Luma Simms is a writer; her essays and articles have appeared in First Things, Public Discourse, The Federalist, Institute for Family Studies, and other publications.

How It Feels To Send A Beloved Daughter Off To College

I war against bitterness as a mother. The “bitters,” as I call them, are the Sirens always diverting a mother from the heroic journey of child raising. As a new phase of this epic unfolds, that of sending a daughter off to college, the “bitters” amplify, and resistance requires fresh calls for supernatural aid.

I remember: toddler days spent on the little patio that connected our small, two-story condominium with our garage; there was sidewalk chalk and playing kitchen. I remember her plump face giggling in her car seat through the lens of the review mirror, trying to make a joke and ending with: “I just choking mommy, I just choking!”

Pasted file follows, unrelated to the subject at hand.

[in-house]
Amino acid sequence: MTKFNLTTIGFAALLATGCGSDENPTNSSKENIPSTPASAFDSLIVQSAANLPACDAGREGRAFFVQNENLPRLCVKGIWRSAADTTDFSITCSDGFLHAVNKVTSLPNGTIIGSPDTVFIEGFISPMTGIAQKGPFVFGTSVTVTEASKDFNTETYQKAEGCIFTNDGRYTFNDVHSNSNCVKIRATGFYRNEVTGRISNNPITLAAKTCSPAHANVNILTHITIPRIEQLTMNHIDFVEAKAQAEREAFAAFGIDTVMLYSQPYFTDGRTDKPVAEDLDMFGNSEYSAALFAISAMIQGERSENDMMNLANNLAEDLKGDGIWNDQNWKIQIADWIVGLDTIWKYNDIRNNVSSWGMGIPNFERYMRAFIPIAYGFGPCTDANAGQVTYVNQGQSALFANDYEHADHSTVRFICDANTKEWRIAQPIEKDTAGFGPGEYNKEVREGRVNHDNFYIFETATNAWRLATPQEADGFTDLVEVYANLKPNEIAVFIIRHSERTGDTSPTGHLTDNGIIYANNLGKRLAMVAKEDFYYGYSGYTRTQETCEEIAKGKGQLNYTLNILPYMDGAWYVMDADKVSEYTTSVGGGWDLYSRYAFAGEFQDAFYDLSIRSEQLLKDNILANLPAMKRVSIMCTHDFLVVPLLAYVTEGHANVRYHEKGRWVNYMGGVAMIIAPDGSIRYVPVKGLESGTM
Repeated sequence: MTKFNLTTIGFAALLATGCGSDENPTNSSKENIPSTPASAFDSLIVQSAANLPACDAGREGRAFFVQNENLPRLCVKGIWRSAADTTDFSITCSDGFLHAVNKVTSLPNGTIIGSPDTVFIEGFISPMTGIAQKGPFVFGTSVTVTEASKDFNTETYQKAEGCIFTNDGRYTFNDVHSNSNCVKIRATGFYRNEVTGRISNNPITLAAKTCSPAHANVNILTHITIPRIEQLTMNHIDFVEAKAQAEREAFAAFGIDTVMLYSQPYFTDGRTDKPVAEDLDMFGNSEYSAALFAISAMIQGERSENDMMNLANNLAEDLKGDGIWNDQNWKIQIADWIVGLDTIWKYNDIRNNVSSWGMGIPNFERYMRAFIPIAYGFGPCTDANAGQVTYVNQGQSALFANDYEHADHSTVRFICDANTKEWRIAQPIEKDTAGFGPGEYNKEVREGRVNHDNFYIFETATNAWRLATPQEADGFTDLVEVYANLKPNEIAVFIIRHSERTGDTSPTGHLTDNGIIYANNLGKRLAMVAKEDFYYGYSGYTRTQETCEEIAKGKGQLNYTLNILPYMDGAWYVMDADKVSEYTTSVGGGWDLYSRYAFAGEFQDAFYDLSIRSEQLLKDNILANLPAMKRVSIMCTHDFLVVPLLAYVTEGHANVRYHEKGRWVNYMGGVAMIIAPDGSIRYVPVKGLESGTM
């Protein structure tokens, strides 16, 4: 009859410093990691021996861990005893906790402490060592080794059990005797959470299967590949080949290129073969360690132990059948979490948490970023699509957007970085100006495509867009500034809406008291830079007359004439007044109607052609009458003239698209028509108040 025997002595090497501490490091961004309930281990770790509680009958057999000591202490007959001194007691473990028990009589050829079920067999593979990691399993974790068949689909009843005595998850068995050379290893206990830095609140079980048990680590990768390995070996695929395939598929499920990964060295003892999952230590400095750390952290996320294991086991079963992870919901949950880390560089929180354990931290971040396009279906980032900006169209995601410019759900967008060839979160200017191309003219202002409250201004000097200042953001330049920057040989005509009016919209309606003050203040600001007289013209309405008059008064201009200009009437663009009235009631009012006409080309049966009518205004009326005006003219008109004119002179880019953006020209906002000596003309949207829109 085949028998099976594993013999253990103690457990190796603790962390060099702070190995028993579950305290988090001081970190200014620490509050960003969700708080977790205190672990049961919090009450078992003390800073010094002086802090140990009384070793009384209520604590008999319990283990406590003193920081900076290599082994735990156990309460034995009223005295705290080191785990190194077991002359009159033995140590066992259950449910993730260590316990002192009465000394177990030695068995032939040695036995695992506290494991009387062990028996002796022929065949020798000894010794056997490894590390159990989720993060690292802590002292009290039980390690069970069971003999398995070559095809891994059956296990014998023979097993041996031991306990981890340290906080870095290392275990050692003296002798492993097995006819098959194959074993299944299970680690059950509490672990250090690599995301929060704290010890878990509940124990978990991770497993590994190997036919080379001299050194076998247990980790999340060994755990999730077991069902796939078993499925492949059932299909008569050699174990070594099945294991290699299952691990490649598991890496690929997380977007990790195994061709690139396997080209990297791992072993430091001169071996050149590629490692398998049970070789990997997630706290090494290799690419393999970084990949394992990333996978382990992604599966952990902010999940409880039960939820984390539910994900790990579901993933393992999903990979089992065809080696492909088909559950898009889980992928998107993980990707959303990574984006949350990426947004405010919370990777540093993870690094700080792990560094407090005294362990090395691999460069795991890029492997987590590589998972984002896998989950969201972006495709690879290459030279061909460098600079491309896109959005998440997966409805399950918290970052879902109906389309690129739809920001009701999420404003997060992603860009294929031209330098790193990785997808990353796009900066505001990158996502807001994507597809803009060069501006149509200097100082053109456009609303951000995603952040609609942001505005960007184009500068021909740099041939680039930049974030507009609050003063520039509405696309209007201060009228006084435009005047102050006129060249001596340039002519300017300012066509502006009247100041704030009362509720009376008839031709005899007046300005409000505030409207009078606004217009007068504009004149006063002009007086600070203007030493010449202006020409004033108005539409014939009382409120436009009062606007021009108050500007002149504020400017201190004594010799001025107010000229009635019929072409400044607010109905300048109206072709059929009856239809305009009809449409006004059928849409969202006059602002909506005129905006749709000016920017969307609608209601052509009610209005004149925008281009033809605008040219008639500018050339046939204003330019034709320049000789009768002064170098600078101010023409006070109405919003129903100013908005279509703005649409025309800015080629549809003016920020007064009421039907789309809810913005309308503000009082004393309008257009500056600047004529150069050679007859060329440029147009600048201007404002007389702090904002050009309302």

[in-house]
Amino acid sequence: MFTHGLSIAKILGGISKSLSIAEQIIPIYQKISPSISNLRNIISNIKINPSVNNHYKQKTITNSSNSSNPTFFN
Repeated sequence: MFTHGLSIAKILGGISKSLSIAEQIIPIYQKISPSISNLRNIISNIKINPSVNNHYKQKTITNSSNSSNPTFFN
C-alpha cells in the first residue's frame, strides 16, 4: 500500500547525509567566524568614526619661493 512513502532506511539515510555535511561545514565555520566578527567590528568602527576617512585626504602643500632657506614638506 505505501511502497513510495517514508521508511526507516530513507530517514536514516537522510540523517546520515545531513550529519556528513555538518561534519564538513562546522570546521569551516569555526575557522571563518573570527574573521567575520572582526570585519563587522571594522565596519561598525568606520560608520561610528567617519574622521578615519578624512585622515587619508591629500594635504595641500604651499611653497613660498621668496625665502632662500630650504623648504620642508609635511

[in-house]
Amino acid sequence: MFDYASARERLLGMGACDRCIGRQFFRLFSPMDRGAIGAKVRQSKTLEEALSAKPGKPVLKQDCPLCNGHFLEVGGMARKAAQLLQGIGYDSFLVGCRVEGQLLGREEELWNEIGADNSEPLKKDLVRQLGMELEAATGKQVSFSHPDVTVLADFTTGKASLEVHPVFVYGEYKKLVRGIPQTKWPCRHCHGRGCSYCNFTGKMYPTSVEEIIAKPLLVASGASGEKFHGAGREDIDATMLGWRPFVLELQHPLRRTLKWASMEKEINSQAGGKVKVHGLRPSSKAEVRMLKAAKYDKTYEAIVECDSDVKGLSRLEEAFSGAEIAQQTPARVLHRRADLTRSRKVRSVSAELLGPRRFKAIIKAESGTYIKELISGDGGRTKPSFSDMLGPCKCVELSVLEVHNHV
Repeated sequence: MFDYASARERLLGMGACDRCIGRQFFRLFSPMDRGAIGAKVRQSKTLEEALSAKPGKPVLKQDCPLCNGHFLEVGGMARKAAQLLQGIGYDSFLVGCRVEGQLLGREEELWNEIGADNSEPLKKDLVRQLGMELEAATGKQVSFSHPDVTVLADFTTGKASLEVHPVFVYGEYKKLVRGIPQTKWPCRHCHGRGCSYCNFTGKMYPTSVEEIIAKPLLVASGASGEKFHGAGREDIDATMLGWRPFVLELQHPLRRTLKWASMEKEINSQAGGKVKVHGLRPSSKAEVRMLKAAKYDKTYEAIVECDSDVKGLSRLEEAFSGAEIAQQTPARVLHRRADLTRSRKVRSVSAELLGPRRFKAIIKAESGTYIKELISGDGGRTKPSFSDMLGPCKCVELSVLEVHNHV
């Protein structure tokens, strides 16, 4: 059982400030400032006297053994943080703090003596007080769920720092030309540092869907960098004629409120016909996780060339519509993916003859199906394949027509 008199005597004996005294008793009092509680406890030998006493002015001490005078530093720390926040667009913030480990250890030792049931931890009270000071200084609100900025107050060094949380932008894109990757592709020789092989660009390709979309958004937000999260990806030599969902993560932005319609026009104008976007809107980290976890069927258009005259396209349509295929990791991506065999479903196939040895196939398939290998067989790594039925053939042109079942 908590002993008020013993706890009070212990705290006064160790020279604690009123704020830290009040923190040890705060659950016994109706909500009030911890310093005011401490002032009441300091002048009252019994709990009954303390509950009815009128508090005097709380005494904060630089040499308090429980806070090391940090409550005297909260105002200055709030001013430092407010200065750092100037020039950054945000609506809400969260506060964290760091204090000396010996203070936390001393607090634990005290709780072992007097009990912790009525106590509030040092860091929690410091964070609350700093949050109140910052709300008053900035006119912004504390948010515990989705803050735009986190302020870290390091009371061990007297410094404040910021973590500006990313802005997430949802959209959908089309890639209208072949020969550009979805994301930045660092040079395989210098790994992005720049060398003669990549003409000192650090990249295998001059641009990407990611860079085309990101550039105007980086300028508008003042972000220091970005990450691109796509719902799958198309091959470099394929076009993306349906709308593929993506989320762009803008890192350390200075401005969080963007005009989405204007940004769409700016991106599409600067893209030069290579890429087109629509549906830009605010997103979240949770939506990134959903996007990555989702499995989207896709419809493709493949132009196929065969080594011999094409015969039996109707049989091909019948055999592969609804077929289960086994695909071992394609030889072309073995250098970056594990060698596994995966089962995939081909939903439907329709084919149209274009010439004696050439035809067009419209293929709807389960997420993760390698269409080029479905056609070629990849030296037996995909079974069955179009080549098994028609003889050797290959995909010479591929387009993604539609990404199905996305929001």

Her favorite, recited umpteen times a day was: “What do you call a cow with no legs? Ground beef!” I remember the fussing and crying every night at bath time—she hated having her hair shampooed; the blood-curdling scream the first time a fly landed on her arm. I remember tea time every day with Walker’s shortbread cookies. And I remember prayers and “Goodnight Moon” every night in the rocking chair. Every night: “Goodnight room, Goodnight moon, Goodnight cow jumping over the moon…”

Read the rest of the article at The Federalist

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